The rod body is constructed by pultrusion. This is a simple, yetinteresting, procedure. The rod is initially continuous and is cut intosegments later for ease of handling in conventional pulling unit derricks. Fig.1 schematically shows the pultrusion process. Many boxes of fiberglass strandscalled rovings are arrayed in a rack, and the groups of rovings are drawn intoa bath of thermosetting resin. The rod-body modulus of elasticity can becontrolled (within limits) by adjusting the ratio of resin to fiberglass.Afterward, the strands pass through a bushing, which groups them into a bundleand strips some of the excess resin. Curing begins in a microwave preheater andends when the rod is pulled through a heated die. preheater and ends when therod is pulled through a heated die. This die completely forms the finished rodbody. Throughout the process, the rod is drawn by a puller mechanism. Eventhough the process, the rod is drawn by a puller mechanism. Even though thebasic materials are individual strands of fiberglass, the finished product hasthe appearance of a perfectly round, homogeneous rod, product has theappearance of a perfectly round, homogeneous rod, The descriptive termadvocated by industry is the reinforced-plastic sucker rod, although theproduct is usually called a fiberglass sucker rod.
A power saw cuts the rod body into segments. Finished length is (usually)37.5 ft when couplings are attached. Thus, two fiberglass rods are as long asthree 25-ft steel rods. This is a convenient length for many oilfield serviceunits. Fiberglass rods are also available in 30-ft finished lengths.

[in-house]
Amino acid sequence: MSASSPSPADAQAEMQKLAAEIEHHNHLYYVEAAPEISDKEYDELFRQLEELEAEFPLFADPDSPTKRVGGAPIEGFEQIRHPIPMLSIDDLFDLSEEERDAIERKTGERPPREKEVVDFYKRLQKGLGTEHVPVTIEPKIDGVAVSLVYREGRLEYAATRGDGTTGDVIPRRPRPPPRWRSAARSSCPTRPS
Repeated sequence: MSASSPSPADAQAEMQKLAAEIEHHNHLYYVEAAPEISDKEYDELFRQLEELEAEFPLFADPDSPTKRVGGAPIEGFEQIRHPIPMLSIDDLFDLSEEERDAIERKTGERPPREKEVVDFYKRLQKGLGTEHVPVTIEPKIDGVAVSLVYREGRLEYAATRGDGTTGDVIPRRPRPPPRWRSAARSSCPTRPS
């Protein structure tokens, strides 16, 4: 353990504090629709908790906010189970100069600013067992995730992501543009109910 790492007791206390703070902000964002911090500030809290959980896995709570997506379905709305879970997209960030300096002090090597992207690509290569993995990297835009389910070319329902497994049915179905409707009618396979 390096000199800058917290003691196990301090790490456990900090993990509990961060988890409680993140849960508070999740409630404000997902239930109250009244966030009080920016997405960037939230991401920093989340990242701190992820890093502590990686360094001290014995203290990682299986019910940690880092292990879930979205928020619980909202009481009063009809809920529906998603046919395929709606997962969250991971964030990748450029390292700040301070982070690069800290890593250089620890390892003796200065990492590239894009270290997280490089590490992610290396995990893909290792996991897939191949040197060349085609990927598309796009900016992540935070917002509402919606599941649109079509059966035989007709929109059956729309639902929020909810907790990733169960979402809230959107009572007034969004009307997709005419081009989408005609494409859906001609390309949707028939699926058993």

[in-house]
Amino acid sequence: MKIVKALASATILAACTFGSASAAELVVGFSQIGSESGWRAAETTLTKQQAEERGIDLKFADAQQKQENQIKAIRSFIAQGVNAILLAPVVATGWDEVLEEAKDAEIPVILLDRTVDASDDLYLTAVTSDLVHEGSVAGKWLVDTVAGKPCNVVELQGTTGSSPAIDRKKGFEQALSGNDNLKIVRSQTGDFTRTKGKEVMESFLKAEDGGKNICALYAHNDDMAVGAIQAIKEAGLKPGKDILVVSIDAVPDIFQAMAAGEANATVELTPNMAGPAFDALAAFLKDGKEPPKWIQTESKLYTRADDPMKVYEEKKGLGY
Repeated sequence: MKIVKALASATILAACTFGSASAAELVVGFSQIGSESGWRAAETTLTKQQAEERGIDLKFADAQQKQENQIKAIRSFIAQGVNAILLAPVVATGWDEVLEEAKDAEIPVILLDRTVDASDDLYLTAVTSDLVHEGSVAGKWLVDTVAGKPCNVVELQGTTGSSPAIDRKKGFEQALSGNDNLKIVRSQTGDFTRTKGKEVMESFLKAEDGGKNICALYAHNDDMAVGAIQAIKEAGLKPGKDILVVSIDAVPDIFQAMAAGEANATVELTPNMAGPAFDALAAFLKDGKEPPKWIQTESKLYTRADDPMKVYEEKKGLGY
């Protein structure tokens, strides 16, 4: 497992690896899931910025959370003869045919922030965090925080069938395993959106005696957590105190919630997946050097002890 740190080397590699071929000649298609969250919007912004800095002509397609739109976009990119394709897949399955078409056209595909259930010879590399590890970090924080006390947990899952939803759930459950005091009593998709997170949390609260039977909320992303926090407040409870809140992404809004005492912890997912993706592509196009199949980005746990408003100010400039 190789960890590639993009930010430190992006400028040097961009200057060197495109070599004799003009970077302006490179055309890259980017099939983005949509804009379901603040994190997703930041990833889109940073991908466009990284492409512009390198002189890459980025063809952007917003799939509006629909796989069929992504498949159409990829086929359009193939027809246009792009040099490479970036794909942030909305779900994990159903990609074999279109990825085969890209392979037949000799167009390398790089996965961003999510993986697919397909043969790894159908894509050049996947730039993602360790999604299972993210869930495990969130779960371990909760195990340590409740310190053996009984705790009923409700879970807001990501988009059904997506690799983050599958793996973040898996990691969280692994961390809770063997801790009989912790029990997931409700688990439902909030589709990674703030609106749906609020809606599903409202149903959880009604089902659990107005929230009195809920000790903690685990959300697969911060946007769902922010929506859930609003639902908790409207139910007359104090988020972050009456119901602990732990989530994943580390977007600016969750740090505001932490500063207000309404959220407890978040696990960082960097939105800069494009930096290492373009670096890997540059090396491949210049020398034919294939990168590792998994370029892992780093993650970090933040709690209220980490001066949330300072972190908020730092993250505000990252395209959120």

The coupling that joins the segmented rods is premachined and attached tothe rod body by an adhesive. Fig. 2 schematically shows a typical coupling.Actual coupling configuration differs among manufacturers. A system of wedgeswithin the coupling grips the rod body when axial load is applied. Adhesiondoes not play a major role in attaching the coupling. Instead, the adhesivematerial merely fills the space between the wedges and the rod body andtransfers the gripping force by compression and shear. The active wedge anglesare smaller when tension is applied. These small angles distribute the grippingforces over a longer interval, decreasing the crushing effect on the rod body(and hence reducing the chance of a pull-out failure). Note that steeper wedgeangles apply if a compressive load is imposed on the rod. These steeper anglescause a greater crushing tendency and a greater likelihood of failure. Animportant consideration in installation design is to incorporate steel rodsbelow the fiberglass to keep the fiberglass rods in tension. The individualrods are configured with pins on both ends. The API Spec. 11C specifiescoupling dimensions, materials, rod-body diameters, makeup, and handlingprocedures.